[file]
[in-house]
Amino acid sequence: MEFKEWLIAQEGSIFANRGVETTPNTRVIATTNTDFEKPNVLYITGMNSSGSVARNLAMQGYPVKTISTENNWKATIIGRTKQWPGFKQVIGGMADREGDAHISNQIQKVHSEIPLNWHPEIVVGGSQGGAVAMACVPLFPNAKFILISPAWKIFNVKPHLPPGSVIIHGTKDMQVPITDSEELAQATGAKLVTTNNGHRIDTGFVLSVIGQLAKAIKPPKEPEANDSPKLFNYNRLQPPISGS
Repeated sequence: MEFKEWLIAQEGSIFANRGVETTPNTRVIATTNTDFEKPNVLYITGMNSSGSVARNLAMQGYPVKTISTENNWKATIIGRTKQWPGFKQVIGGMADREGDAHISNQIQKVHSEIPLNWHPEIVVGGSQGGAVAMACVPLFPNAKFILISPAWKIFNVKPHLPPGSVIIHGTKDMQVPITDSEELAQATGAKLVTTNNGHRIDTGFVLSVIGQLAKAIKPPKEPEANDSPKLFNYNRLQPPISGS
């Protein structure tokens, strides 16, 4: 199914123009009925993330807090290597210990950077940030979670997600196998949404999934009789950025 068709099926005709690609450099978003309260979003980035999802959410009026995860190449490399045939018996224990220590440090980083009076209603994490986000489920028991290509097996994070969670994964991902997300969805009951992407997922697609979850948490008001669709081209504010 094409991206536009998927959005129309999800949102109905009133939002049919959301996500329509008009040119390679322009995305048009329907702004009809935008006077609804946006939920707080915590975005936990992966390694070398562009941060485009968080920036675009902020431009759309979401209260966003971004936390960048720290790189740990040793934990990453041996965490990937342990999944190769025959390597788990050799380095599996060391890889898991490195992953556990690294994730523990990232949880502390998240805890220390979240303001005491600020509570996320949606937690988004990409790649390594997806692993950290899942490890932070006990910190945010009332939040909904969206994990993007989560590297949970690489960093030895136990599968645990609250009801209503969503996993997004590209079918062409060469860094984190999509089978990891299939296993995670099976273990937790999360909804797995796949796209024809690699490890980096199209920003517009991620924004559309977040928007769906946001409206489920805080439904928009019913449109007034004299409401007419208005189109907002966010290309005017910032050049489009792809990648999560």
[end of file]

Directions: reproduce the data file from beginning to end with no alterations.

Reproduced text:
[in-house]
Amino acid sequence: MEFKEWLIAQEGSIFANRGVETTPNTRVIATTNTDFEKPNVLYITGMNSSGSVARNLAMQGYPVKTISTENNWKATIIGRTKQWPGFKQVIGGMADREGDAHISNQIQKVHSEIPLNWHPEIVVGGSQGGAVAMACVPLFPNAKFILISPAWKIFNVKPHLPPGSVIIHGTKDMQVPITDSEELAQATGAKLVTTNNGHRIDTGFVLSVIGQLAKAIKPPKEPEANDSPKLFNYNRLQPPISGS
Repeated sequence: MEFKEWLIAQEGSIFANRGVETTPNTRVIATTNTDFEKPNVLYITGMNSSGSVARNLAMQGYPVKTISTENNWKATIIGRTKQWPGFKQVIGGMADREGDAHISNQIQKVHSEIPLNWHPEIVVGGSQGGAVAMACVPLFPNAKFILISPAWKIFNVKPHLPPGSVIIHGTKDMQVPITDSEELAQATGAKLVTTNNGHRIDTGFVLSVIGQLAKAIKPPKEPEANDSPKLFNYNRLQPPISGS
């Protein structure tokens, strides 16, 4: 199914123009009925993330807090290597210990950077940030979670997600196998949404999934009789950025 068709099926005709690609450099978003309260979003980035999802959410009026995860190449490399045939018996224990220590440090980083009076209603994490986000489920028991290509097996994070969670994964991902997300969805009951992407997922697609979850948490008001669709081209504010 094409991206536009998927959005129309999800949102109905009133939002049919959301996500329509008009040119390679322009995305048009329907702004009809935008006077609804946006939920707080915590975005936990992966390694070398562009941060485009968080920036675009902020431009759309979401209260966003971004936390960048720290790189740990040793934990990453041996965490990937342990999944190769025959390597788990050799380095599996060391890889898991490195992953556990690294994730523990990232949880502390998240805890220390979240303001005491600020509570996320949606937690988004990409790649390594997806692993950290899942490890932070006990910190945010009332939040909904969206994990993007989560590297949970690489960093030895136990599968645990609250009801209503969503996993997004590209079918062409060469860094984190999509089978990891299939296993995670099976273990937790999360909804797995796949796209024809690699490890980096199209920003517009991620924004559309977040928007769906946001409206489920805080439904928009019913449109007034004299409401007419208005189109907002966010290309005017910032050049489009792809990648999560």